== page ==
On 22 April 2016, the Queensland Parliament passed the Environmental Protection (Chain of Responsibility) Act 2016 (Qld) (EPCOR Act), which proposes to introduce various measures to expand the scope of liability for corporates, their associated entities, officers, and financiers under the Environmental Protection Act 1994 (Qld) (EP Act).
For an overview of the Bill, see our previously published article.1
The EPCOR Act makes a number of key changes to the original Bill, including:
- providing that the Department of Environment and Heritage Protection (DEHP) may consider whether a related person took all reasonable steps to ensure the company’s environmental compliance before issuing an environmental protection order (EPO),
- requiring that a related person significantly benefit financially, rather than merely benefit financially, to be subject to an environmental protection order under the ‘relevant connection’ test,
- limiting potential landowner liability for resource activities undertaken on land not owned by the proponent, and excluding landowners who obtain financial benefit through native title agreements, conduct and compensation agreements, or make good agreements for water bores from liability arising from that financial benefit,
- providing that the DEHP may impose a condition requiring a financial assurance when the ownership of the holding company changes (ie on a share sale), and
- introducing a power to make a guideline in relation to the issuing of EPOs to related persons, and requiring the DEHP to have regard to any such guideline.
The EPCOR Act commenced on 27 April 2016, with the operation of the provisions to be reviewed by the Minister in 2 years to decide whether they remain appropriate.
Due diligence obligations of related persons
The EPCOR Act provides that the DEHP, in deciding whether to issue an EPO to a related person, may consider whether the related person took all reasonable steps, having regard to the extent to which the person was in a position to influence the company’s conduct, to ensure the company:
- complied with its obligations under the EP Act, and
- made adequate provision to fund the rehabilitation and restoration of the land because of environmental harm from a relevant activity carried out by the company.
Firstly, this is not a mandatory consideration. The DEHP may choose to disregard whether a related person took all reasonable steps to ensure compliance should the circumstances warrant it.
Secondly, the introduction of a ‘reasonable steps’ obligation raises a range of questions as to what constitutes reasonable due diligence for an investor, financier or parent company in respect of another company’s environmental obligations.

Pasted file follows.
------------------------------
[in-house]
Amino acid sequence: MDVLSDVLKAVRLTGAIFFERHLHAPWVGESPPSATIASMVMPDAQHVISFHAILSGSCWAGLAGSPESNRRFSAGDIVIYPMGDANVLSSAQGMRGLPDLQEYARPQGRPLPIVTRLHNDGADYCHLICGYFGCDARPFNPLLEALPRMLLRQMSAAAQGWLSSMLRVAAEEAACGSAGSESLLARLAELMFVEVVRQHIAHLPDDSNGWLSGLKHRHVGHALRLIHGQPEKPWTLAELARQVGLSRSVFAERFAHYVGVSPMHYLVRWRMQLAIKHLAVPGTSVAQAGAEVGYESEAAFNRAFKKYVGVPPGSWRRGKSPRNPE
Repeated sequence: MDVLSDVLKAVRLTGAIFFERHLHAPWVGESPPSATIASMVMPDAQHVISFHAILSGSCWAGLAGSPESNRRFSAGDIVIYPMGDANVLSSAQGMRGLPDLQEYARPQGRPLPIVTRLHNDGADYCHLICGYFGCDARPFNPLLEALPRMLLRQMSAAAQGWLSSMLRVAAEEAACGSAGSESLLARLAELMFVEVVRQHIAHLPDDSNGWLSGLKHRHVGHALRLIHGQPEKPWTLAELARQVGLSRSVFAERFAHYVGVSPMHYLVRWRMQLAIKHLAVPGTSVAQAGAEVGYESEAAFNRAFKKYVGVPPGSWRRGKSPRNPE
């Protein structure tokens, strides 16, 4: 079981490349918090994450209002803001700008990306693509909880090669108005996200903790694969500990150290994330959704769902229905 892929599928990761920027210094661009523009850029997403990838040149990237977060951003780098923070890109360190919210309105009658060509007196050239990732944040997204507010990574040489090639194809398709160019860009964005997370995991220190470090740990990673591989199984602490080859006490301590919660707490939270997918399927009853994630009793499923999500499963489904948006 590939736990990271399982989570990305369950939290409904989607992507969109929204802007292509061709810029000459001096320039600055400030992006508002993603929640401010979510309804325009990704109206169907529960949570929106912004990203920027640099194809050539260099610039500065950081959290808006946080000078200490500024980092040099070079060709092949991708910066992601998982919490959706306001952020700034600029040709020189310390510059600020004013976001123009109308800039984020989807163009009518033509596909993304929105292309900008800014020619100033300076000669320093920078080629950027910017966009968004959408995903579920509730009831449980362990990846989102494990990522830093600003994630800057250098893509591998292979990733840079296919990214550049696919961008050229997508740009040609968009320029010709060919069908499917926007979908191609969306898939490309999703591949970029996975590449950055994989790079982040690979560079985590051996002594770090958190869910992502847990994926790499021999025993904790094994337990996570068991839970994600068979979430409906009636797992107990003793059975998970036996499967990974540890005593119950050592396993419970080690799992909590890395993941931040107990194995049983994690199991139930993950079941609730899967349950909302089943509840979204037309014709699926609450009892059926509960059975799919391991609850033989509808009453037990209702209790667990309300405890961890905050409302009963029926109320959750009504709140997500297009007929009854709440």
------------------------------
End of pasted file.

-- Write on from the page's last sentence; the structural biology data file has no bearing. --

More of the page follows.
Significant financial benefit
The EPCOR Act enables the DEHP to issue an EPO to a related person who is capable of significantly benefiting financially, or has significantly benefited financially, from the carrying out of the relevant activity by the company.
This is a higher threshold than what was included in the original Bill, which required only that the related person ‘benefit financially’.
The EPCOR Act provides that a person is a related person of a company if, among other things:
- the person owns land on which the company carries out, or has carried out, a relevant activity other than a resource activity, or
- the person is an associated entity of the company under the Corporations Act 2001 (Cth), and owns land on which the company carries out, or has carried out, a relevant activity that is a resource activity.
This is considerably narrower than the original Bill, under which any landowner could be a related person of a company undertaking relevant activities on the land. The amendments mean that, where a company is undertaking resource activities on land which they do not own, the underlying landowner will not automatically be subject to liability as a related person.
The EPCOR Act also provides that a person who benefits financially under a native title or Aboriginal cultural heritage agreement, a conduct and compensation agreement, or a make good agreement for a water bore is not a related person by virtue of that financial benefit.
Financial Assurance condition on share sale
The original Bill allowed the DEHP to impose a condition on an environmental authority requiring a financial assurance at the time of any transfer of an environmental authority. The EPCOR Act provides the DEHP with the additional power to impose a condition requiring a financial assurance when the ownership of the holding company changes (ie a share sale).
In deciding whether to issue an EPO to a related person, the DEHP is required to have regard to any relevant statutory guidelines. A timeline for the release of any such guidelines has not yet been announced. The Minister has indicated that the guidelines will be developed in consultation with business and industry. Concerned companies and investors should consider becoming involved in that process.
The EPCOR Act has significant implications for holders of environmental authorities, and for individuals, financiers and entities related to companies that hold environmental authorities.
Those entities will need to develop a clear understanding of the environmental liabilities of the relevant company, consider whether ‘reasonable steps’ are being taking to ensure the relevant company complies with its environmental obligations and address these risks in contractual arrangements.
The contents of this publication, current at the date of publication set out above, are for reference purposes only. They do not constitute legal advice and should not be relied upon as such. Specific legal advice about your specific circumstances should always be sought separately before taking any action based on this publication.
© Herbert Smith Freehills 2019